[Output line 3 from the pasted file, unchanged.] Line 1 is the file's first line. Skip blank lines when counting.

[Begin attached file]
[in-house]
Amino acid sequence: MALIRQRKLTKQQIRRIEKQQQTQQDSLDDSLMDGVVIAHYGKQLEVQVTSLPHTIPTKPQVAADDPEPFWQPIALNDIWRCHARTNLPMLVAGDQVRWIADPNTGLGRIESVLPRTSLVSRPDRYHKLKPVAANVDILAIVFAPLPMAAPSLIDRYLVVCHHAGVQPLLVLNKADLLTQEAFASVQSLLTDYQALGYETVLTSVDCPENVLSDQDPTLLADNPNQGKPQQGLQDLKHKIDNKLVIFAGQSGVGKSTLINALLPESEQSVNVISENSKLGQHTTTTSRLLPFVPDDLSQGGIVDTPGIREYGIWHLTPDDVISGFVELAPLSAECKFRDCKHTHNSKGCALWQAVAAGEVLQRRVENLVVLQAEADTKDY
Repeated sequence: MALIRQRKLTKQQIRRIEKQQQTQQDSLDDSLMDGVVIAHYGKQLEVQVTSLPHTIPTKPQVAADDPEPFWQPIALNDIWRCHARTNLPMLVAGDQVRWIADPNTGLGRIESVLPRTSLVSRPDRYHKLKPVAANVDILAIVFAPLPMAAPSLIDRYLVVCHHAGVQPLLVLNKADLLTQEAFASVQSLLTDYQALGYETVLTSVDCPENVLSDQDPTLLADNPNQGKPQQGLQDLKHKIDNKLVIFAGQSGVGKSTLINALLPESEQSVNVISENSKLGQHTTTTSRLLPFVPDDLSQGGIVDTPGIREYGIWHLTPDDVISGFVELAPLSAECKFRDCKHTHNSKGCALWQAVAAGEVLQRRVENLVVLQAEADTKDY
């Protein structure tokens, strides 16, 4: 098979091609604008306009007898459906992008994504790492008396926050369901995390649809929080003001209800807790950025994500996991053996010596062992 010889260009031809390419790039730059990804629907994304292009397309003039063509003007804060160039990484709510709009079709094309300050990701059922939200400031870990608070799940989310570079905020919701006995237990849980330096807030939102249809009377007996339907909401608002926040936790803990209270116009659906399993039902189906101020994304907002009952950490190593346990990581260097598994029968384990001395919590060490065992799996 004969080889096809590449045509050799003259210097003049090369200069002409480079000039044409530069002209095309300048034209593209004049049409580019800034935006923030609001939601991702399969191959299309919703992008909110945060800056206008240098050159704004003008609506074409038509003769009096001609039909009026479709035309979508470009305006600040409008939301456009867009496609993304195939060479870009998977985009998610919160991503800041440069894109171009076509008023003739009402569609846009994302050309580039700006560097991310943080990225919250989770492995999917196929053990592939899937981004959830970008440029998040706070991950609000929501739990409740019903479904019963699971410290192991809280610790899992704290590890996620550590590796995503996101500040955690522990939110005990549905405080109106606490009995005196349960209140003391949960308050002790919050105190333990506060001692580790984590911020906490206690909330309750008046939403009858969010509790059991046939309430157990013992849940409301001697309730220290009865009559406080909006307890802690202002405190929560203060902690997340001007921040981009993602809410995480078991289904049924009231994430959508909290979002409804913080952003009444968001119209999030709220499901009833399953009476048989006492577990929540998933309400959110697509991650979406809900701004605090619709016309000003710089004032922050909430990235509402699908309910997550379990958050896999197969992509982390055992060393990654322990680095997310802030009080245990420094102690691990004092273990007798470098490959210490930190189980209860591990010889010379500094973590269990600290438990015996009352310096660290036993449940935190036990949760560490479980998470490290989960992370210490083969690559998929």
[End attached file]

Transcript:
Repeated sequence: MALIRQRKLTKQQIRRIEKQQQTQQDSLDDSLMDGVVIAHYGKQLEVQVTSLPHTIPTKPQVAADDPEPFWQPIALNDIWRCHARTNLPMLVAGDQVRWIADPNTGLGRIESVLPRTSLVSRPDRYHKLKPVAANVDILAIVFAPLPMAAPSLIDRYLVVCHHAGVQPLLVLNKADLLTQEAFASVQSLLTDYQALGYETVLTSVDCPENVLSDQDPTLLADNPNQGKPQQGLQDLKHKIDNKLVIFAGQSGVGKSTLINALLPESEQSVNVISENSKLGQHTTTTSRLLPFVPDDLSQGGIVDTPGIREYGIWHLTPDDVISGFVELAPLSAECKFRDCKHTHNSKGCALWQAVAAGEVLQRRVENLVVLQAEADTKDY